Obituaries Australia

  • Tip: searches only the name field
  • Tip: use double quotes to search for a phrase
  • Tip: lists of awards, schools, organisations etc

Browse Lists:

Cultural Advice

Aboriginal and Torres Strait Islander people should be aware that this website contains names, images, and voices of deceased persons.

In addition, some articles contain terms or views that were acceptable within mainstream Australian culture in the period in which they were written, but may no longer be considered appropriate.

These articles do not necessarily reflect the views of The Australian National University.

Robert Stewart Littlejohn (1863–1931)

Major Robert Stewart Littlejohn, who died on October 29, and was buried on the following day at Kingswood Cemetery, near Penrith, was the second son of the late Mr. Thomas Littlejohn, a partner in Scott Henderson and Company, Sydney, who was for many years chairman of directors of the A.M.P. Society. 

Major R. S. Littlejohn was born in England in 1863, and came to Sydney as an infant with his parents. Major Littlejohn, as a boy, attended the preparatory school of Mr. Bowyer at Glebe, and afterwards the Sydney Grammar School. In 1881 he went to Dundee, and served his apprenticeship as an engineer with the shipbuilding firm of Gourlay Brothers. Returning to Sydney in 1886, he entered the service of the New South Wales Railways and afterwards he went into the Public Works Department as a draftsman. His life work was in that department, in which he rose to the position of chief designing engineer. He was responsible for the plans of many of the great water conservation works, bridges, and other constructional works carried out by the department. His versatile and inventive mind found an outlet in designing mechanical facilities of the most varied nature. Entering the Corps of Submarine Miners as a lieutenant, he invented a system by which the recoil of one gun fired in a battery propelled a second gun forward into its firing position. He also invented an anchor provided with hinged flukes, which could be operated from the vessel so as to spread out when the anchor fouled rocks so that it could be recovered. He was promoted to a captaincy, and afterwards to the rank of major during the Great War, in which, on account of age, he gave local service. In 1904 he married Miss Ethel Kate Berry, daughter of Sir Graham Berry, of Victoria, by whom he is survived. Of his three children, only one survives—Flight-Lieutenant Normand Berry Littlejohn, formerly of the Royal Australian Air Force, and lately appointed to a commission in the Royal Air Force, England. His three surviving brothers are Dr. E. S. Littlejohn, of Croydon, Mr. A. N. Littlejohn, of Vindin and Littlejohn, solicitors, and Mr. Albert Littlejohn, of Scott Henderson and Company. His surviving sisters are Mrs. Hetherington, Miss Christabel Littlejohn, and Miss Agnes Littlejohn.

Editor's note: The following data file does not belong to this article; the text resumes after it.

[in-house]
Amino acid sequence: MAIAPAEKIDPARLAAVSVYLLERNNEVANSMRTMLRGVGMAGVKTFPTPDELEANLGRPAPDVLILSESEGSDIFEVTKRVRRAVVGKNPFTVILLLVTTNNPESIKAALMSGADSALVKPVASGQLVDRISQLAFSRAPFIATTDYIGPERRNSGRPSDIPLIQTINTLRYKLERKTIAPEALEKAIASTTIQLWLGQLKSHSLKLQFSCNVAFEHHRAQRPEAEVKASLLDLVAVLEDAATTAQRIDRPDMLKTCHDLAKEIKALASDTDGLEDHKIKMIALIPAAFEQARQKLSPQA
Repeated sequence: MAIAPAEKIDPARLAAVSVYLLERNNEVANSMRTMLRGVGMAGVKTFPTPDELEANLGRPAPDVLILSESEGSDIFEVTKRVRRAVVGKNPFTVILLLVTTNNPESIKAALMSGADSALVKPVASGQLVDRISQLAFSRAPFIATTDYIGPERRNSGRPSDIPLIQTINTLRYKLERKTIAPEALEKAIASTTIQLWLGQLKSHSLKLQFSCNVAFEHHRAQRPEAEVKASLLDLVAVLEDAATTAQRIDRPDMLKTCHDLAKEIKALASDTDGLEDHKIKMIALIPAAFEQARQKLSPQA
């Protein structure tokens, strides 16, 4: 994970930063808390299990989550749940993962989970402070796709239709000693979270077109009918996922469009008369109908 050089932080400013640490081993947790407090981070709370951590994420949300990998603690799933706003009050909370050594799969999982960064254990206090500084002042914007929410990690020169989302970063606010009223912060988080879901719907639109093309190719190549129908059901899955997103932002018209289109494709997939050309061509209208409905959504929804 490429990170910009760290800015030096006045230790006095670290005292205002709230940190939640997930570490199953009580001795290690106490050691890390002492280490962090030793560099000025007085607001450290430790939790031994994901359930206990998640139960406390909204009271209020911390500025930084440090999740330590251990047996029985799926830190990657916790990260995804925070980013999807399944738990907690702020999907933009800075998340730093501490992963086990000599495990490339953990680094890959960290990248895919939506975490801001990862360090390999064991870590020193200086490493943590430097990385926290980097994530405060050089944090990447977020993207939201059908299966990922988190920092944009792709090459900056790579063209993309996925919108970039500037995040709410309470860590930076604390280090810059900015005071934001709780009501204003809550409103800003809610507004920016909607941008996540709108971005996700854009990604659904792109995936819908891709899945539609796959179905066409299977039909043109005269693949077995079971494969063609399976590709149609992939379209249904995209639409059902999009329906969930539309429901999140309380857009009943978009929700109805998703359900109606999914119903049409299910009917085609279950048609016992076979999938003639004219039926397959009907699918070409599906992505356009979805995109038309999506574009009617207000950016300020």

The funeral was a private one, only the near relatives being present.

Original publication

Citation details

'Littlejohn, Robert Stewart (1863–1931)', Obituaries Australia, National Centre of Biography, Australian National University,, accessed 20 July 2024.

© Copyright Obituaries Australia, 2010-2024

Life Summary [details]




29 October, 1931 (aged ~ 68)
Sydney, New South Wales, Australia

Cultural Heritage

Includes subject's nationality; their parents' nationality; the countries in which they spent a significant part of their childhood, and their self-identity.